- Professor of Anthropology and Co–Director of the Center for Evolutionary Psychology
University of California, Santa Barbara
John Tooby is best known for his work in pioneering the new field of evolutionary psychology, along with Templeton Research co–Fellow Leda Cosmides. For the last two decades, Tooby and his collaborators have been integrating cognitive science, cultural anthropology, evolutionary biology, paleoanthropology, cognitive neuroscience, and hunter–gatherer studies to create the new field of evolutionary psychology. The goal of evolutionary psychology is the progressive mapping of the universal evolved cognitive and neural architecture that constitutes human nature, and provides the basis of the learning mechanisms responsible for culture.
Tooby uses cross–cultural, experimental, and neuroscience techniques to investigate specific cognitive specializations for cooperation, group psychology, and human reasoning. Through the Center for Evolutionary Psychology, Tooby directs a field station in Ecuadorian Amazonia in order to conduct cross–cultural studies of psychological adaptations and human behavioral ecology. He is particularly interested in documenting how the design of these adaptations shapes cultural and social phenomena, and potentially forms the foundation for a new, more precise generation of social and cultural theories.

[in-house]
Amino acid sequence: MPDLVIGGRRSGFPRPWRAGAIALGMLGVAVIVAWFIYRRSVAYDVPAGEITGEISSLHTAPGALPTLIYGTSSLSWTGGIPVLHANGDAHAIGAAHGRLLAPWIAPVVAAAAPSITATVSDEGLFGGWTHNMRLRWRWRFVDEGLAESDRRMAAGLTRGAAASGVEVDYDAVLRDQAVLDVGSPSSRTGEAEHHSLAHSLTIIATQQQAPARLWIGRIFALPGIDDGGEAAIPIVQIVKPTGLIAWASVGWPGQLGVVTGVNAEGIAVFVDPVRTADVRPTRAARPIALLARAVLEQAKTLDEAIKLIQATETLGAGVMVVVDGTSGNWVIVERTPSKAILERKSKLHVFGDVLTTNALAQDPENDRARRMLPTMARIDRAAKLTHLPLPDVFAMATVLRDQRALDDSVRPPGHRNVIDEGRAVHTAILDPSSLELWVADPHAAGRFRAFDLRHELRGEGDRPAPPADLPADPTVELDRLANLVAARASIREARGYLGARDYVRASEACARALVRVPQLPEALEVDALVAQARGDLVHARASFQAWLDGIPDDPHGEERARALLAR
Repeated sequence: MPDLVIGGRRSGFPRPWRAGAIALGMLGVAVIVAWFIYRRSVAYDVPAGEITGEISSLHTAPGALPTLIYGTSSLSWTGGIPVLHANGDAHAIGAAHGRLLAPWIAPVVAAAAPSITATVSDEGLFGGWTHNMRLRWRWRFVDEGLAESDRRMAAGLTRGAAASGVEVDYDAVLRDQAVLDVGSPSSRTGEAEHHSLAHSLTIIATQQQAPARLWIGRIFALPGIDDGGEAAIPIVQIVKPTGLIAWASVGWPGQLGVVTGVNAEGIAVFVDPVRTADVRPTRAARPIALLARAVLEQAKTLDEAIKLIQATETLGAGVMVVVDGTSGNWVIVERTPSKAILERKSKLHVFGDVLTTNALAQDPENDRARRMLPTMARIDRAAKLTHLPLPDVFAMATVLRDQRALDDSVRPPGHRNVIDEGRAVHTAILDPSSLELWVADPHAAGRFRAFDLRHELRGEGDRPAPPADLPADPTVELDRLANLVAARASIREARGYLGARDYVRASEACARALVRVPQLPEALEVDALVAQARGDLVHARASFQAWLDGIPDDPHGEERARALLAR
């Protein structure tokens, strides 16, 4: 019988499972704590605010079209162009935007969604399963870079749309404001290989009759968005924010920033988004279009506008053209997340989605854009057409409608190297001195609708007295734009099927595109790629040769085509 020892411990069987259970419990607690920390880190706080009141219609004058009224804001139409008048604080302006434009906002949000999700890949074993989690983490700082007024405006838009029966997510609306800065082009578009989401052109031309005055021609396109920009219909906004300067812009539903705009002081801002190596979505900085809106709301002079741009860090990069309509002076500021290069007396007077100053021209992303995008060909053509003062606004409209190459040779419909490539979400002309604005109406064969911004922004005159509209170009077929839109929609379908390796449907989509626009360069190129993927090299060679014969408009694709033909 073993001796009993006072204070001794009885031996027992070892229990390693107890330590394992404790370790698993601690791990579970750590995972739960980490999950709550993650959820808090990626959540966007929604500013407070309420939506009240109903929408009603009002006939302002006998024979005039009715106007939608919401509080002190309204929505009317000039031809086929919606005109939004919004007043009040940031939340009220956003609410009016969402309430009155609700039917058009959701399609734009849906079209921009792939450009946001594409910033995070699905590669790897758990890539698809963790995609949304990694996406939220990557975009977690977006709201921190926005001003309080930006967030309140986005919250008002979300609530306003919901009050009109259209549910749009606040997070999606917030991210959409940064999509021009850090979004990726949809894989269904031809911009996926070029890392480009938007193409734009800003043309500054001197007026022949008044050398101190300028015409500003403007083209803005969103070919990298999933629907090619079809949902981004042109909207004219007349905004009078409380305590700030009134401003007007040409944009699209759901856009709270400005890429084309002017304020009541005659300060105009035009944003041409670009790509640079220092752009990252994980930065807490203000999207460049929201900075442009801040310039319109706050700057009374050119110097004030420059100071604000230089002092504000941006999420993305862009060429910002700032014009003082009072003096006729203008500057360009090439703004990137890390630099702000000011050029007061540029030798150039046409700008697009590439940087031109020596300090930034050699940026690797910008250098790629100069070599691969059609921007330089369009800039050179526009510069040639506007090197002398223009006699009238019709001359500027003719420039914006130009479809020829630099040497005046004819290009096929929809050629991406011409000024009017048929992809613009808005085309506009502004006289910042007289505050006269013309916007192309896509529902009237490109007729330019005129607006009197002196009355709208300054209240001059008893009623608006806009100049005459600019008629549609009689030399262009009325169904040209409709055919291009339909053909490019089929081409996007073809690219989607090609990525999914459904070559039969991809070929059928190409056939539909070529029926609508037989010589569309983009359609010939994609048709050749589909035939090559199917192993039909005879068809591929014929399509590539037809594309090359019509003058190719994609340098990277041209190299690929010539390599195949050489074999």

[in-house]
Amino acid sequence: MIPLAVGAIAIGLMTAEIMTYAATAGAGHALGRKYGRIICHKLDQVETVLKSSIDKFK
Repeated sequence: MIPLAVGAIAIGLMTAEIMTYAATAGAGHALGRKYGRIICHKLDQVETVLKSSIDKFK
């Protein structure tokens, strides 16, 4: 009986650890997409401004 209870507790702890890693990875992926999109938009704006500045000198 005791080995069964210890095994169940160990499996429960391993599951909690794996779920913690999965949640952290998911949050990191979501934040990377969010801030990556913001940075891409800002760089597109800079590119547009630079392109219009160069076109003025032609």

The lead author and co–author on countless papers, articles, and research studies, Tooby co–edited the pioneering work, The Adapted Mind: Evolutionary Psychology and the Generation of Culture in 1992. He and Cosmides have two books forthcoming—Universal Minds: Explaining the New Science of Evolutionary Psychology and Evolutionary Psychology: Foundation Papers. Among several other projects, Tooby is also working on a book on the evolution of sexual reproduction and genetic systems. The emerging discourse of transhumanism affords Tooby and Cosmides the opportunity to reflect on their research findings about human nature in a context of rapidly changing biotechnology. What is it that makes us human? And what is it, if anything, that makes us transhuman?
Tooby has also contributed to such popular venues as the New York Times and Slate Magazine. He has been the recipient of a J. S. Guggenheim Fellowship and has served as President of the Human Behavior and Evolution Society. Tooby and Cosmides received the NIH Director’s Pioneer Award and were named Templeton Research co–Fellows by Arizona State University in 2006.
Co–editor of: The Adapted Mind: Evolutionary Psychology and the Generation of Culture (Oxford University Press, 1992).
"On the Universality of Human Nature and the Uniqueness of the Individual: The Role of Genetics and Adaptation." Journal of Personality, 58(1):17–67, 1990 (with Leda Cosmides).